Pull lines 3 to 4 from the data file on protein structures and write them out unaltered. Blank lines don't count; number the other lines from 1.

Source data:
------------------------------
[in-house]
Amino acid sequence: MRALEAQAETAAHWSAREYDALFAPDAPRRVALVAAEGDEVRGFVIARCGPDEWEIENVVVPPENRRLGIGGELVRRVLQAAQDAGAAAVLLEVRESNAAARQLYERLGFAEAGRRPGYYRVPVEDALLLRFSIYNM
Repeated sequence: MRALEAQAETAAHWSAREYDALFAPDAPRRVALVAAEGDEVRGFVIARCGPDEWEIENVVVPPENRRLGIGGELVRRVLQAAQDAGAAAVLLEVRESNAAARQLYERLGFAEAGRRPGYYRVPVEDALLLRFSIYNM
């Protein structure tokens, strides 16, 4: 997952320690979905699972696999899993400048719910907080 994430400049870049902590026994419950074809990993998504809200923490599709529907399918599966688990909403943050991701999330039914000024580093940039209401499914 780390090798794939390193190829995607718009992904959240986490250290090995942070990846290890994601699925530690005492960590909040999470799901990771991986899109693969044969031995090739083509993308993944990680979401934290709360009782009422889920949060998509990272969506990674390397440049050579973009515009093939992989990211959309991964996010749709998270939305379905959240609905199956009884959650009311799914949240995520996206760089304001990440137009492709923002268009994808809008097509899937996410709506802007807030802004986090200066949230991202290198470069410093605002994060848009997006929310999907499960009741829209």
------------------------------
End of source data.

Repeated sequence: MRALEAQAETAAHWSAREYDALFAPDAPRRVALVAAEGDEVRGFVIARCGPDEWEIENVVVPPENRRLGIGGELVRRVLQAAQDAGAAAVLLEVRESNAAARQLYERLGFAEAGRRPGYYRVPVEDALLLRFSIYNM
């Protein structure tokens, strides 16, 4: 997952320690979905699972696999899993400048719910907080 994430400049870049902590026994419950074809990993998504809200923490599709529907399918599966688990909403943050991701999330039914000024580093940039209401499914 780390090798794939390193190829995607718009992904959240986490250290090995942070990846290890994601699925530690005492960590909040999470799901990771991986899109693969044969031995090739083509993308993944990680979401934290709360009782009422889920949060998509990272969506990674390397440049050579973009515009093939992989990211959309991964996010749709998270939305379905959240609905199956009884959650009311799914949240995520996206760089304001990440137009492709923002268009994808809008097509899937996410709506802007807030802004986090200066949230991202290198470069410093605002994060848009997006929310999907499960009741829209």